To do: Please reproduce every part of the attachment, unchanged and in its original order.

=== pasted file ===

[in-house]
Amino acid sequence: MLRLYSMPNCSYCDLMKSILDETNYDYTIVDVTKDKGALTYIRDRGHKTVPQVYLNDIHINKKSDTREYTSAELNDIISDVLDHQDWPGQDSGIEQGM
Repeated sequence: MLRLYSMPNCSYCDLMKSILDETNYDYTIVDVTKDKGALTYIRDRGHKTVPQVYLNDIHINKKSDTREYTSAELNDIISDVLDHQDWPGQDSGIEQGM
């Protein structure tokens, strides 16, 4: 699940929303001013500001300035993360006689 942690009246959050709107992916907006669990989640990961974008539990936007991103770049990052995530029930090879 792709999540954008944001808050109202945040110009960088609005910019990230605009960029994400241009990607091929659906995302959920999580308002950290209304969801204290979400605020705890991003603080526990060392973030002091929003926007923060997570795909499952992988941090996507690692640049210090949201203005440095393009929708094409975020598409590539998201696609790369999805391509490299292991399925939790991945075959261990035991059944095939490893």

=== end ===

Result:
[in-house]
Amino acid sequence: MLRLYSMPNCSYCDLMKSILDETNYDYTIVDVTKDKGALTYIRDRGHKTVPQVYLNDIHINKKSDTREYTSAELNDIISDVLDHQDWPGQDSGIEQGM
Repeated sequence: MLRLYSMPNCSYCDLMKSILDETNYDYTIVDVTKDKGALTYIRDRGHKTVPQVYLNDIHINKKSDTREYTSAELNDIISDVLDHQDWPGQDSGIEQGM
């Protein structure tokens, strides 16, 4: 699940929303001013500001300035993360006689 942690009246959050709107992916907006669990989640990961974008539990936007991103770049990052995530029930090879 792709999540954008944001808050109202945040110009960088609005910019990230605009960029994400241009990607091929659906995302959920999580308002950290209304969801204290979400605020705890991003603080526990060392973030002091929003926007923060997570795909499952992988941090996507690692640049210090949201203005440095393009929708094409975020598409590539998201696609790369999805391509490299292991399925939790991945075959261990035991059944095939490893």